Make your kids money wise

“Mum, mum!” shouts Sethunya in the middle of the store. “Please can I have one?” Sethunya’s eyes are full of expectation and hope, looking up at her mother.

It does not matter what item your child wants today or tomorrow, some are cheap, some are expensive. Without careful planning, buying these “gifts” out of guilt or embarrassment (or because your child really deserves it) will put a large dent in your budget and a hole in your pocket.

Teach your children to budget

Instead of dishing out the cash for every need, rather teach your children to budget out of their pocket money for these items they want so desperately.


Experts tell us that the earlier we teach our kids about money and responsibility the better, and it will take the pressure of your pocket too.

Pocket Money

How much pocket money is the right amount and when should you start giving it?

Experts tell us that each parent should evaluate the factors in their lives and make a decision based on their income and the child’s needs.

Does a child who actively gets involved and does household chores deserve more than a child who is asked to do nothing? Should a child who saves their money, or a portion of it, get more than those kids who have no sense of savings or responsibility?

Very young children are sometimes given a form of pocket money, although the average age to start giving your children pocket money is at five or six years old. At the age of three a child does not know the difference between P1 and P10, but they do know that money can buy things.

Allowing your children to make the decision to save or spend this early in age helps them become independent and learn to make good choices as they grow older.

The Value of Money

It is more important to get kids to understand the value of money: for every coin they must make the decision – either to spend, or save it for later in their piggy banks.

As a parent, do not worry if you struggle with the pocket money debate - there is no right or wrong.

Clarah has two young boys and they get rewarded for doing work around the house. For each chore they complete; they get given a red token. At the end of each month, she counts up each boy’s tokens. She gives them 50 thebe for each token they earned during the month.

Clarah feels she is teaching her boys the importance of hard work, and that money is earned. They do not expect money for nothing.

Of course when her kids do not do something she expects of them, she deducts some pocket money, teaching them that their earnings are equal to their efforts.

However, do not fall into the trap of paying your children for chores that they should be doing anyway, this will send them the wrong message.  Pocket money earned is for additional chores – it is not for good behaviour, remembering to brush teeth and make their beds.

Older Children

As children get older, they should be influenced to use their own pocket money to pay for things they want, such as small toys and sweets. Make sure they have an amount of their pocket money with them if they want to spend it that day. This simulates a daily budget.

The child can spend this money on whatever they want, without annoying and begging mum for the item. It gives your child some responsibility too.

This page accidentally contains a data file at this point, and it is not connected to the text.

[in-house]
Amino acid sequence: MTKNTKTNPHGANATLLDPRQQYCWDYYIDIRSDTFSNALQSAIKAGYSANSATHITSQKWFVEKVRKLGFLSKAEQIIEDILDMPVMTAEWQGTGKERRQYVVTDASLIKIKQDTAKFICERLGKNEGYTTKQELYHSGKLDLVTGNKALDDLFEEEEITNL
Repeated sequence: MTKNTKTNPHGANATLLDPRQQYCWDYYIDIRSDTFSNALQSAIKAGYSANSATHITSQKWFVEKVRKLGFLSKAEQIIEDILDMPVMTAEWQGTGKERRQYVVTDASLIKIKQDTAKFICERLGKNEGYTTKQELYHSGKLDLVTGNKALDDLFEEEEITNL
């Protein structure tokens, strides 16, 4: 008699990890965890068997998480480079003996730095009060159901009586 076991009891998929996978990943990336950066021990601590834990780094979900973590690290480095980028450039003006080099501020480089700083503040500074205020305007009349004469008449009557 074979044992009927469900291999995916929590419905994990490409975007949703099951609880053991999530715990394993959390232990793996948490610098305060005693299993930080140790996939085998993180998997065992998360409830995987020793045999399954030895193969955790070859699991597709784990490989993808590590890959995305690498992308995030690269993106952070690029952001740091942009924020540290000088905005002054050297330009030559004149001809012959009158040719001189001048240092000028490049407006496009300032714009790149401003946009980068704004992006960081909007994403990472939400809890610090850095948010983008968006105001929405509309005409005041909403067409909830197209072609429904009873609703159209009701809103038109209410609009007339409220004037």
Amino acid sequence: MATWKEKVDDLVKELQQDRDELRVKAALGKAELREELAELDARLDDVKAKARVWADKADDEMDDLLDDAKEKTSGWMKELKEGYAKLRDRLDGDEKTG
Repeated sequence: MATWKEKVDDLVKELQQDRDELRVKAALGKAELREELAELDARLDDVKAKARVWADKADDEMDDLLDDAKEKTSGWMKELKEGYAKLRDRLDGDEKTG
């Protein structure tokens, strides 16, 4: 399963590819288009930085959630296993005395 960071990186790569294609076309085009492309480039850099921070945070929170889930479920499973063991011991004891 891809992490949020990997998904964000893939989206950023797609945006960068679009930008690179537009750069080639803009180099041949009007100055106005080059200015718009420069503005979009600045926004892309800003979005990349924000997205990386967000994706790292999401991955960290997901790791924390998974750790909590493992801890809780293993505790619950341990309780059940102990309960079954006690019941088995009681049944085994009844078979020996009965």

Financial Education

By giving your children pocket money it is more than just keeping them happy, it is also an opportunity to educate your children so they can make informed decisions.

Explain the difference between what they ‘want’ versus what they ‘need’.  Tell them what you will buy for them versus what they are responsible for buying with their own pocket money.

Also explain to them that you have a limited amount of money – which you have to plan a budget to make sure you have enough money to buy everything every month.

Kids sometimes think that money is magic. A friend of mine told me how her four-year-year old was flummoxed when she said she could not afford to buy her the toy she had seen in the shop. My friend patiently explained to her daughter that she had no money left until payday. Her child replied: “But mummy, just go to that machine in the wall and get some!”

5 Top Pocket Money Tips

* Give pocket money on the same day each week. This will teach your kids to budget and plan better.

 * Let children make spending mistakes and do not critise when they do – we learn from our mistakes.

* Teach children to draw a simple budget in a notebook, and help them with it each week or month. They will soon understand what happens to their money

* Give your kids three jars labelled: Spend, Save, Donate. ‘Spend’ is for money to spend this month; ‘Save’ is for holidays or big items and ‘Donate’ is to help teach them to give to others less fortunate than them.

* Never take away pocket money in anger, unless your child has committed a serious offense such as stealing, smoking or buying alcohol.

Later, teach them about long-term savings by opening a bank account for them. Family can also make donations into it at birthdays. This will teach them how to deal with financial institutions and not to be afraid of them. It will also instil a good saving sense that will last them to their retirement.

Author: Somo Modikwa – Business Development Manager with S.C.I. Training (Pty) Ltd © S.C.I. Training run BOTA accredited financial wellness programmes in Botswana. For help and information contact them on 3180243 or 72309718.

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